Next up is track three, "Carrionshine." The demo version of this track was eagerly downloaded by the hordes of Cryptopsy fans way before the release of the album. The demo version had terrible audio quality and it was a blurry sonic mess. This of course is not the case here. A classic off-beat intro kicks the song into action, followed by master Flo Mounier's intense drumming. The riffing here is awesome, and the guitar solo is short, but simply amazing and very suitable. The clean interlude will take make you smile a knowing smile, and after it is over you get kicked in the teeth with one of the best riffs Cryptopsy has ever laid to tape. Also, this will be your first-time hearing Flo use the mighty gravity blast, and the effects are quite stunning. We all knew that he would use them on the new album from interviews released a few months back, and thankfully he has used it with taste and in the right places, as opposed to using it fucking everywhere, like Kataklysm. The song is 3:22 in length, but to be honest, it does not need anymore. It's quite perfect the way it is, no need to fiddle around with it.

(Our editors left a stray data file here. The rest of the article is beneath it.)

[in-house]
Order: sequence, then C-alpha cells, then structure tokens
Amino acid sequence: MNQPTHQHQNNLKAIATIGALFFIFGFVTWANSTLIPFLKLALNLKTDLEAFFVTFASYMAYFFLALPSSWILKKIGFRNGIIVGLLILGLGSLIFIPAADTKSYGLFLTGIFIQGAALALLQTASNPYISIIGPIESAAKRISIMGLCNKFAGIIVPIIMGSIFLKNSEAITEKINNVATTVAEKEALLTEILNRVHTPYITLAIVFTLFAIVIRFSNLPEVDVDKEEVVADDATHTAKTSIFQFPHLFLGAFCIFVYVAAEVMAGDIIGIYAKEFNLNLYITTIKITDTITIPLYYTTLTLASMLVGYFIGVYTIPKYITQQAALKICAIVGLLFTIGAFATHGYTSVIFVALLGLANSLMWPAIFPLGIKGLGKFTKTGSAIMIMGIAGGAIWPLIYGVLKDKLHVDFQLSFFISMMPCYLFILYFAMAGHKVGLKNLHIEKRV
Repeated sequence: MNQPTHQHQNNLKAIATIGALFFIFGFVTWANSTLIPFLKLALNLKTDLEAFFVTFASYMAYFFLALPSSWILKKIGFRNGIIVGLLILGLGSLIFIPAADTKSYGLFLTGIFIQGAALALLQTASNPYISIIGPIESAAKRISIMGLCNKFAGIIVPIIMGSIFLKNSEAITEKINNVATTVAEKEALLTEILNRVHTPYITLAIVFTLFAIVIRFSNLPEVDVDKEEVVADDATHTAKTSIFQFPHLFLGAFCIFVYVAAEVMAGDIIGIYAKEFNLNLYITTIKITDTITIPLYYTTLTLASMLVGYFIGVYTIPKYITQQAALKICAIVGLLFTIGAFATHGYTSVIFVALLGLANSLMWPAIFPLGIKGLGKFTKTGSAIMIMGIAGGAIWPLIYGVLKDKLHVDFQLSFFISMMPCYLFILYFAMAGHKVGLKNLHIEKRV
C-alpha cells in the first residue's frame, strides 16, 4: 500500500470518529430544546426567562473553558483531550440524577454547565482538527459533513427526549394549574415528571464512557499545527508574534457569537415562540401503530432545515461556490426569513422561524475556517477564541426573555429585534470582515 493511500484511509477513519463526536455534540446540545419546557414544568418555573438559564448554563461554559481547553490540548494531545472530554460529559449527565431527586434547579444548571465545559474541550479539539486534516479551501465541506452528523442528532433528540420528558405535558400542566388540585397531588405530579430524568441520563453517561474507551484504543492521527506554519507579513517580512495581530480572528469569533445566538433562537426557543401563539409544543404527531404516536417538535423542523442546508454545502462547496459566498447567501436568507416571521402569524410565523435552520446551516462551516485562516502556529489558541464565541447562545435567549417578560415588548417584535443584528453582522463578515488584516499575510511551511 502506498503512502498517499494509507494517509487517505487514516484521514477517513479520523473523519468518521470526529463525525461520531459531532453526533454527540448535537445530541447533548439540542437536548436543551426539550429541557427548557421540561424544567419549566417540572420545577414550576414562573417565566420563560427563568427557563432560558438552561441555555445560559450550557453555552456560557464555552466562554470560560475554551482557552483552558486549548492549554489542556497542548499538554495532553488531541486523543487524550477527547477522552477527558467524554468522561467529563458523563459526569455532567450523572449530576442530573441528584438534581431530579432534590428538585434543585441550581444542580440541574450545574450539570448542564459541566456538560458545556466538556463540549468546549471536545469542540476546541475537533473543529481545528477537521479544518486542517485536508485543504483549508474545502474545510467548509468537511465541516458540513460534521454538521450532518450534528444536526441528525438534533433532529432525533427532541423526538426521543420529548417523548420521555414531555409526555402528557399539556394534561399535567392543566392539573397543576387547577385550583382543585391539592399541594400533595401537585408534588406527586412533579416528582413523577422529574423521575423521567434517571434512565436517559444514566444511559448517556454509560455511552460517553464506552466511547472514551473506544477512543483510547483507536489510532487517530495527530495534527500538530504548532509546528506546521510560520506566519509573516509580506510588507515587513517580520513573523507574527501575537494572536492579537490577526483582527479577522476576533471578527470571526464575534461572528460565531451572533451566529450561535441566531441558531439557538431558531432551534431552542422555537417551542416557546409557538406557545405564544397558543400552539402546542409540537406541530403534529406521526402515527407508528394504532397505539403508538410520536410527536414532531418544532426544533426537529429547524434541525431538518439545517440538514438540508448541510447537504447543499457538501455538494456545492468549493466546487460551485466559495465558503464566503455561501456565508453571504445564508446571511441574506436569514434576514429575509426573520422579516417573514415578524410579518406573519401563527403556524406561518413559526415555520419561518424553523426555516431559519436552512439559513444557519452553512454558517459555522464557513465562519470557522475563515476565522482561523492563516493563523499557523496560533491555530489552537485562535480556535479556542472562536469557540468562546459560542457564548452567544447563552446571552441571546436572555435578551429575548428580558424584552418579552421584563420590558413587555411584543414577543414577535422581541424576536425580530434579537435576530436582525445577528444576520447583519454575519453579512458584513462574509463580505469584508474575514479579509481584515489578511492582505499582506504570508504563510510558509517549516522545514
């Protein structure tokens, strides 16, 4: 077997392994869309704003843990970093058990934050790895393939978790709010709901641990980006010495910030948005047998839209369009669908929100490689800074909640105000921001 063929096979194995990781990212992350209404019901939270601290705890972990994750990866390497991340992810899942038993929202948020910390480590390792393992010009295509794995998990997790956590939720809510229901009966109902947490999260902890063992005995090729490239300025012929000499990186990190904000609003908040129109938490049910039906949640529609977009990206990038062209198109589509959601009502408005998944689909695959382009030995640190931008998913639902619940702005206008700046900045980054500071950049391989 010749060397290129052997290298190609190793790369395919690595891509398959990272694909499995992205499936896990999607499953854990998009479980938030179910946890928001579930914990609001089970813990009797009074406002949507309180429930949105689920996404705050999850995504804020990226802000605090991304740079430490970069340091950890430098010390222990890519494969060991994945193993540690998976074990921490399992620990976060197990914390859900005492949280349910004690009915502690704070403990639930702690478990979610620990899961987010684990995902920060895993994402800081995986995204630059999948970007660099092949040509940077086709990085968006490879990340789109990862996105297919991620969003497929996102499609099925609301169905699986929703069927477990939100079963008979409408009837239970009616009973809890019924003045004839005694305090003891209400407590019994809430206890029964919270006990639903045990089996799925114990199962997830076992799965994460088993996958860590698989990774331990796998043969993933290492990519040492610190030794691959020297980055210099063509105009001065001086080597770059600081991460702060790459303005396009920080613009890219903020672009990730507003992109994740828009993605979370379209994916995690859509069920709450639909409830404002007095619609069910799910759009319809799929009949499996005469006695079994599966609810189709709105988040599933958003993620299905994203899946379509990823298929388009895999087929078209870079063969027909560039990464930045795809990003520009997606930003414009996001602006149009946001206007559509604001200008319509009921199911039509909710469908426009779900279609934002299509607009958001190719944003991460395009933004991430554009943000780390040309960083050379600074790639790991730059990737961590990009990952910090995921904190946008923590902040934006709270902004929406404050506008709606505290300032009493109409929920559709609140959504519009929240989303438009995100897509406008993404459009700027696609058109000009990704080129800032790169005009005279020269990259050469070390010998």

Track four, "Adeste Infidelis" roars out of your speakers next, with a sharp riff that cuts your face, yet only last for a second. The band launches into another riffing frenzy with Flo's drums going insane all over the place. The double bass, the toms, the ride, the splash, the snare. it all comes at once, and it all comes at the same time! Lord Worm barks out his lyrics, then gives way to the amazing bass interlude at 1:10 into the song. Eric Langlois is one of the best, and most under-rated bassists in death metal. The man plays strictly with his fingers, slapping, pulling, popping his way through the tracks with amazing skill and technique. He is the backbone of the band along with Cryptopsy, and together with Flo, makes the band sound so tight it's not even remotely humorous. The guitar solo rips into our ears at 2:43, and it's once again short and to the point. To be honest, the soloing could be much, much better. Not that it's bad, but the soloing could just be better. These guys are capable of better guitar solos, though I imagine it to be a pain in the ass to solo over the ridiculous time signatures and Flo's 'jazzy' approach to drumming. All that said, another fine song from the boys from Montreal.